"They look like they're all legs ... They live in webs, right, so they're spindly, relatively delicate spiders," said Jonathan Coddington, an arachnologist at the Smithsonian Institution's National Museum of Natural History in Washington, one of the scientists who identified the new species.
"If you were standing there, you wouldn't say that. You would probably freak out. Most people do."
Like other giant golden orb weavers in its family, N. komaci spins a web that is equally impressive in size, measuring more than a metre in diameter.
"The webs are so strong that you bounce off," Coddington said Tuesday. "It's not a diaphanous experience."
He said the researchers aren't sure why the females grow so big (at one-fifth their size, the male of the species is positively puny). But he suggested that the bigger the spider, the more eggs it can lay in its lifetime, so size may confer an evolutionary advantage.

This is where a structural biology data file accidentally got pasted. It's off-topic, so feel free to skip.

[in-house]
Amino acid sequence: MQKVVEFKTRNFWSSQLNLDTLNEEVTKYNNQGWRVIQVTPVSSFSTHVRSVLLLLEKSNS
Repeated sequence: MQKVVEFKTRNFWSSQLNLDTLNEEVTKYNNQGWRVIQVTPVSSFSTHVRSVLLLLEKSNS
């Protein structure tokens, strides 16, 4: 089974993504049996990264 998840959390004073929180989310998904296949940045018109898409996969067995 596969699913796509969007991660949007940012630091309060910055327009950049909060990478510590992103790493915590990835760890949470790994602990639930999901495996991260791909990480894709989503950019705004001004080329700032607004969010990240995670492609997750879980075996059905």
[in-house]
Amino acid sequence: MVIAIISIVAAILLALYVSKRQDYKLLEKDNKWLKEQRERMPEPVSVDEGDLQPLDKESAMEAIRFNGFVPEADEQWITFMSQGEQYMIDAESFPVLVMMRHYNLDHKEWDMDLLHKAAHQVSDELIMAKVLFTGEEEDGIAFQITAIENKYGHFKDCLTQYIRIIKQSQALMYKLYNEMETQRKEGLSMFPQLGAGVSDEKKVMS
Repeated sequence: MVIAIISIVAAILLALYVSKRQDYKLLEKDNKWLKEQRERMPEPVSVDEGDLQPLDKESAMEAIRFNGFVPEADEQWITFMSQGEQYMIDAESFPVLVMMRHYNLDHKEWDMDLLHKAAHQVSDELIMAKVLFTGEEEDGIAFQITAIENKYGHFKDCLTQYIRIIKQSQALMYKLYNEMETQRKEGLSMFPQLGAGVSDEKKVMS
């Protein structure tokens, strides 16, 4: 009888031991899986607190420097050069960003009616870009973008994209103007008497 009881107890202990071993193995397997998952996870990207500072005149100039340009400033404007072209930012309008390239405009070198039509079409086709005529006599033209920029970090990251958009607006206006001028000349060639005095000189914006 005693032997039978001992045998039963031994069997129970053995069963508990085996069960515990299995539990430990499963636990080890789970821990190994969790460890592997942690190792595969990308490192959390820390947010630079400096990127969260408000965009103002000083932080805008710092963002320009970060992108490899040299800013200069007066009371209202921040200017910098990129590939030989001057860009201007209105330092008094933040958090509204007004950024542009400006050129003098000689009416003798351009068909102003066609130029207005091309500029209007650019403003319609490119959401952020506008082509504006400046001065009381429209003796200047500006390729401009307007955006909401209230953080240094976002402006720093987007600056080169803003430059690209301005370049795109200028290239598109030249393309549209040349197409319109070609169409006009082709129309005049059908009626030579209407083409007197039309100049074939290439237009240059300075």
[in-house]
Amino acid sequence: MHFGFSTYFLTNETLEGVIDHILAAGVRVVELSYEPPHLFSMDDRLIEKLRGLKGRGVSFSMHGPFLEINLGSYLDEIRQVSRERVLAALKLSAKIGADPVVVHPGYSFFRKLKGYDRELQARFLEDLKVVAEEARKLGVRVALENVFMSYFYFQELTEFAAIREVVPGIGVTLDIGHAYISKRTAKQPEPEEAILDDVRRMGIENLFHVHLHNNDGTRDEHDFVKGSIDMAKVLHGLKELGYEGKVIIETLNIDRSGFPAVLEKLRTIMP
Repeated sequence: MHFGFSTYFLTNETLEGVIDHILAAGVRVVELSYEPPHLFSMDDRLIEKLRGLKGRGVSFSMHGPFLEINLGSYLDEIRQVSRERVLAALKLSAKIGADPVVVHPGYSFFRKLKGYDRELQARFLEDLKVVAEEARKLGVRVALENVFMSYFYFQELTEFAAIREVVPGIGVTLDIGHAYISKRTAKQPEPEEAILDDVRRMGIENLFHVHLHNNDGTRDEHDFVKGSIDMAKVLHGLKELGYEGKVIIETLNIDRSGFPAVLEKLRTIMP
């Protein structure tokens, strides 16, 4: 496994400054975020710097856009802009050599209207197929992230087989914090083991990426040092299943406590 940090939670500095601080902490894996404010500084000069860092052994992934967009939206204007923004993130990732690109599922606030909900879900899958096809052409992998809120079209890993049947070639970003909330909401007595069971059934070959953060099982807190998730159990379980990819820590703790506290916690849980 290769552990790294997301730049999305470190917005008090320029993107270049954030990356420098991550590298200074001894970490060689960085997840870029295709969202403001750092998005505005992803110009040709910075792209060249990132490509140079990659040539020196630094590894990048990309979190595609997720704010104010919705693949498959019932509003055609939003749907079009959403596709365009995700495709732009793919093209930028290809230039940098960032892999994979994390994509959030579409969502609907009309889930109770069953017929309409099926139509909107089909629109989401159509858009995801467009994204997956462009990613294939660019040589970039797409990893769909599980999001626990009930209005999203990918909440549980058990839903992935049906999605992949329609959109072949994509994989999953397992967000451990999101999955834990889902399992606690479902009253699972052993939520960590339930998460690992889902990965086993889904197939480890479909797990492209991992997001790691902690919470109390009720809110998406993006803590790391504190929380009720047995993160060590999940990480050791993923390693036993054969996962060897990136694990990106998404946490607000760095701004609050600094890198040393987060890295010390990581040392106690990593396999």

"They've probably outgrown most of their predators," Coddington said. Hummingbirds, which are known for plucking spiders off their webs while on the wing, "are too small to nail these guys. Bats could, too, but bats couldn't take something like this."
In fact, with this behemoth of a spider, the traditional hunter has become the hunted, as it were. N. komaci would have no problem chowing down on any bird, bat or lizard unfortunate enough to get ensnared in its web, although its usual diet would run more to flies, bees and grasshoppers, he said.